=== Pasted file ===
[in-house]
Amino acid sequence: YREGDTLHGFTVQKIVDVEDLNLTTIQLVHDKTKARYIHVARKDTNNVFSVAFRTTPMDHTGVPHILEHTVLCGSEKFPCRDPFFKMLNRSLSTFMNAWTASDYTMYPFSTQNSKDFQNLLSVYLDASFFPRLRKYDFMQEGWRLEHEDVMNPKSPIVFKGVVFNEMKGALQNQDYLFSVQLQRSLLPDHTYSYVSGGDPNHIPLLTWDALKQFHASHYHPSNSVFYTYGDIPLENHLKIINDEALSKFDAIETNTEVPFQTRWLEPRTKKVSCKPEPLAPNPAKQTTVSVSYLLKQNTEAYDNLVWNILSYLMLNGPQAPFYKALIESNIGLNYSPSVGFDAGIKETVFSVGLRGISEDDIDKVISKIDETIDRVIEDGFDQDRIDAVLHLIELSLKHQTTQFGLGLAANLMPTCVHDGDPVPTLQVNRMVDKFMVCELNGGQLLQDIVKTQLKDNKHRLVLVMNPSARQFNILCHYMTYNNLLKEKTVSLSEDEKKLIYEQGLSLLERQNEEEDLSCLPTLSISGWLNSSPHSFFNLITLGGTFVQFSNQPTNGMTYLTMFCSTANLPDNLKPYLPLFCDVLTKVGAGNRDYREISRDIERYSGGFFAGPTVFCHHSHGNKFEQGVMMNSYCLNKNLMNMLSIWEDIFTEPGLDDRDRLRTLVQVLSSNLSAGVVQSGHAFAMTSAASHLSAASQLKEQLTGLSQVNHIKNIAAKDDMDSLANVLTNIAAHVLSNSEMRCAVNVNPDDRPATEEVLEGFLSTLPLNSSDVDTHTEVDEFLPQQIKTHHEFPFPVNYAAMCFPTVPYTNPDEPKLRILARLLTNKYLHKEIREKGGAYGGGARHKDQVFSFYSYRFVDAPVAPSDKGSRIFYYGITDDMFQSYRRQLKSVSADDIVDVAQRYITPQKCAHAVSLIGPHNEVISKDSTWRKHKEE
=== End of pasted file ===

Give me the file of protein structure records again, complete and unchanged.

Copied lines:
[in-house]
Amino acid sequence: YREGDTLHGFTVQKIVDVEDLNLTTIQLVHDKTKARYIHVARKDTNNVFSVAFRTTPMDHTGVPHILEHTVLCGSEKFPCRDPFFKMLNRSLSTFMNAWTASDYTMYPFSTQNSKDFQNLLSVYLDASFFPRLRKYDFMQEGWRLEHEDVMNPKSPIVFKGVVFNEMKGALQNQDYLFSVQLQRSLLPDHTYSYVSGGDPNHIPLLTWDALKQFHASHYHPSNSVFYTYGDIPLENHLKIINDEALSKFDAIETNTEVPFQTRWLEPRTKKVSCKPEPLAPNPAKQTTVSVSYLLKQNTEAYDNLVWNILSYLMLNGPQAPFYKALIESNIGLNYSPSVGFDAGIKETVFSVGLRGISEDDIDKVISKIDETIDRVIEDGFDQDRIDAVLHLIELSLKHQTTQFGLGLAANLMPTCVHDGDPVPTLQVNRMVDKFMVCELNGGQLLQDIVKTQLKDNKHRLVLVMNPSARQFNILCHYMTYNNLLKEKTVSLSEDEKKLIYEQGLSLLERQNEEEDLSCLPTLSISGWLNSSPHSFFNLITLGGTFVQFSNQPTNGMTYLTMFCSTANLPDNLKPYLPLFCDVLTKVGAGNRDYREISRDIERYSGGFFAGPTVFCHHSHGNKFEQGVMMNSYCLNKNLMNMLSIWEDIFTEPGLDDRDRLRTLVQVLSSNLSAGVVQSGHAFAMTSAASHLSAASQLKEQLTGLSQVNHIKNIAAKDDMDSLANVLTNIAAHVLSNSEMRCAVNVNPDDRPATEEVLEGFLSTLPLNSSDVDTHTEVDEFLPQQIKTHHEFPFPVNYAAMCFPTVPYTNPDEPKLRILARLLTNKYLHKEIREKGGAYGGGARHKDQVFSFYSYRFVDAPVAPSDKGSRIFYYGITDDMFQSYRRQLKSVSADDIVDVAQRYITPQKCAHAVSLIGPHNEVISKDSTWRKHKEE